Who wants to be a billionaire?

capitalism3 It is official. The UK has more Billionaires per head of population than any other country. London alone has 72. Makes you proud to be British doesn’t it? The nation where the rich get richer (because they deserve it) and the poor get poorer (serves them right; lazy scroungers that they are.) More locally, to me at least, Scotland has 7 Billionaires, up from 6 last year. This from the BBC;

The Grant-Gordon whisky family tops the Scottish element of the list with a fortune of £1.9bn.

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There are now 104 billionaires based in the UK with a combined wealth of more than £301bn, the list says.

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The Grant-Gordon Banffshire distilling family have ousted Mahdi-Al Tajir from the top spot in Scotland. Al-Tajir, whose interests include a development of luxury homes at Gleneagles, is worth £1.67bn, according to the list.

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Sir Brian Souter and Ann Gloag, the siblings who founded the Stagecoach transport empire, have become members of the billionaire club for the first time. They share a fortune of £1bn – an increase of £270m on last year.

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Other Scots on the super-rich list are Sir Ian Wood and family whose £1.32bn fortune comes from oil services and fishing, and the Thomson family, owners of publisher DC Thomson, who are worth £1.2bn.

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Former Harrods owner Mohamed Al-Fayed, who owns an estate in the Highlands, is estimated to be worth £1.3bn, while Jim McColl, of engineering business Clyde Blowers has an estimated fortune of £1bn.

Setting aside the morality of concentrating so much wealth in the hands of individuals, two questions seem important-

  1. Do these people create prosperity for the nation- for working people- commensurate with the position their own assets gives them?
  2. Does their wealth produce anything of worth?

As you look down the short list of Scottish Billionaires, the arguments supporting positive answers to these questions seem weak. Whisky, posh flats, posh shops, mega profits from former privatised industry (transport) paid for by subsidies from the tax payer. There are a couple of industrialists there however. It is impossible to look at this list and not feel that Piketty’s analysis of how wealth rises exponentially, like some kind of run away greed machine, in capitalist economies. I quoted this previously;

Anyone with the capacity to own in an era when the returns exceed those of wages and output will quickly become disproportionately and progressively richer.

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The incentive is to be a rentier rather than a risk-taker: witness the explosion of buy-to-let. Our companies and our rich don’t need to back frontier innovation or even invest to produce: they just need to harvest their returns and tax breaks, tax shelters and compound interest will do the rest. Capitalist dynamism is undermined, but other forces join to wreck the system.

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Piketty notes that the rich are effective at protecting their wealth from taxation and that progressively the proportion of the total tax burden shouldered by those on middle incomes has risen. In Britain, it may be true that the top 1% pays a third of all income tax, but income tax constitutes only 25% of all tax revenue: 45% comes from VAT, excise duties and national insurance paid by the mass of the population. As a result, the burden of paying for public goods such as education, health and housing is increasingly shouldered by average taxpayers, who don’t have the wherewithal to sustain them.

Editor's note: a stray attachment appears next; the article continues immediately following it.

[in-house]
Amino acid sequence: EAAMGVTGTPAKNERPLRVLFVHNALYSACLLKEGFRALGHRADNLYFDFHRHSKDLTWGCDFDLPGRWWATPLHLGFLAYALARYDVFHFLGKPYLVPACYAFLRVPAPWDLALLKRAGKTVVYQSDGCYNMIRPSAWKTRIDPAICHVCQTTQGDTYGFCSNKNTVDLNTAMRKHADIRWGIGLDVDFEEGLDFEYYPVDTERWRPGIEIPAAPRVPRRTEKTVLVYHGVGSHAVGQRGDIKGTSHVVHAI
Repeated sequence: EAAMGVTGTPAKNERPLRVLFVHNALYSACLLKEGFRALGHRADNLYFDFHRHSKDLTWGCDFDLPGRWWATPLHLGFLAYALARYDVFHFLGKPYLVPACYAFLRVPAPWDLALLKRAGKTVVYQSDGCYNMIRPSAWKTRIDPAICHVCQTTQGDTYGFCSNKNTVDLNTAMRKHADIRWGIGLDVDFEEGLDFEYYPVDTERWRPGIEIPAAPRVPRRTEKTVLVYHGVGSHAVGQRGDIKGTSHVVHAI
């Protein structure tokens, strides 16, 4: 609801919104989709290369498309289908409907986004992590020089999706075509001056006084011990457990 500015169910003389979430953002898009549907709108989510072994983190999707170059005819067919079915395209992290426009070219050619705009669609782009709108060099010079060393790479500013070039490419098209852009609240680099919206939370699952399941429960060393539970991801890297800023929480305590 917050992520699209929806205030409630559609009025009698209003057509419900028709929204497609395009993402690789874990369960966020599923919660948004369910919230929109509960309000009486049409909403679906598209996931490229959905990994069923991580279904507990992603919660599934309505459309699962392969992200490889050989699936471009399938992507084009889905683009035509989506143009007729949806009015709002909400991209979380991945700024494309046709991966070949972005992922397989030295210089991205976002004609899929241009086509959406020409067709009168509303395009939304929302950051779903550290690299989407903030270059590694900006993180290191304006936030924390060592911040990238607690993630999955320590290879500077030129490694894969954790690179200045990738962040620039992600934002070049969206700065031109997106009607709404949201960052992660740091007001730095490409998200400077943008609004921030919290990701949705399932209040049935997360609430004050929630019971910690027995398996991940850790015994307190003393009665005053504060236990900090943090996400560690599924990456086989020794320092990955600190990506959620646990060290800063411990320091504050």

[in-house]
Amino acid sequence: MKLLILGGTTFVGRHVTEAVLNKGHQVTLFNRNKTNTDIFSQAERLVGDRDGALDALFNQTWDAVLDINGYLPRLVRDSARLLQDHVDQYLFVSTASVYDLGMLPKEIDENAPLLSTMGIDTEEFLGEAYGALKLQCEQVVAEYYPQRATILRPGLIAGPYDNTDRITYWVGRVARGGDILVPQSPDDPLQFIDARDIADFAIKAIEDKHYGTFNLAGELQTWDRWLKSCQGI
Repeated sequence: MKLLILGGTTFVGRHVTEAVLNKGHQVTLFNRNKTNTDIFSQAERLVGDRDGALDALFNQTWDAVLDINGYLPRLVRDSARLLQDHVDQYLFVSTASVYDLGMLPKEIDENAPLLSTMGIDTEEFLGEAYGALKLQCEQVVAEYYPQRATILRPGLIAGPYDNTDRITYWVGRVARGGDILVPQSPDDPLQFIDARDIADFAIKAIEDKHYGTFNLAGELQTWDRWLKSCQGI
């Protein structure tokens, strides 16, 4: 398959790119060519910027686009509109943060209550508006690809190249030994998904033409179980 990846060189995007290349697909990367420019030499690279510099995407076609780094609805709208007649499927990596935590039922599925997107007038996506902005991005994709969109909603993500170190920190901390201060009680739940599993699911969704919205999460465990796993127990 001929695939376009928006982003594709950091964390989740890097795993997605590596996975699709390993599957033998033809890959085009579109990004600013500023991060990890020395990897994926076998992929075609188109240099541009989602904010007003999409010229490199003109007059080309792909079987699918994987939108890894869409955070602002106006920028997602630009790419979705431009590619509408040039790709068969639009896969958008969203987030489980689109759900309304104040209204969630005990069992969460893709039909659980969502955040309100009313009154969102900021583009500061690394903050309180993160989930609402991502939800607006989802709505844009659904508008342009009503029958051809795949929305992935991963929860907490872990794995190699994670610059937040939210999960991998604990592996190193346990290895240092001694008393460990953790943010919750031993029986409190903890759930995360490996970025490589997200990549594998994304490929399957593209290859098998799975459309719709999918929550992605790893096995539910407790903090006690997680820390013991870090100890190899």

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Wealth inequality thus becomes a recipe for slowing, innovation-averse, rentier economies, tougher working conditions and degraded public services. Meanwhile, the rich get ever richer and more detached from the societies of which they are part: not by merit or hard work, but simply because they are lucky enough to be in command of capital receiving higher returns than wages over time. Our collective sense of justice is outraged.

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The lesson of the past is that societies try to protect themselves: they close their borders or have revolutions – or end up going to war.

Piketty fears a repeat.

Perhaps then we need to watch carefully for those who tell you that the poor and broken are the problem- they are not, they are the consequences of unsustainable wealth creation by the few. Watch too for the convenient scapegoat-makers, the border-closers, the nationalists. They tend to play right into the hands of the super rich. It is a distraction from the real operation of capital, and a convenient way to wall wealth away from taxation. It also pretends that the problem of austerity is caused by the poor outsider, come to steal our jobs, our houses, our NHS facilities. Blessed are the poor, but who wants to be poor? We all want to be Billionaires…

One thought on “Who wants to be a billionaire?

  1. A social responsibility for what they do with their wealth? Ann Gloag bought Manstone airport in Kent with a promise of keeping it open for 2 years. After 6 months it has closed affecting 300 people now without jobs. OK she bought £23m of debt for £1.00. But how much will she make from lots of expensive brick boxes for commuters to journey into London. Will the jobless be able to afford her new homes. Likewise, what is done by the whiskey millionaires – for the Alcoholics, the landowners – for the homeless.

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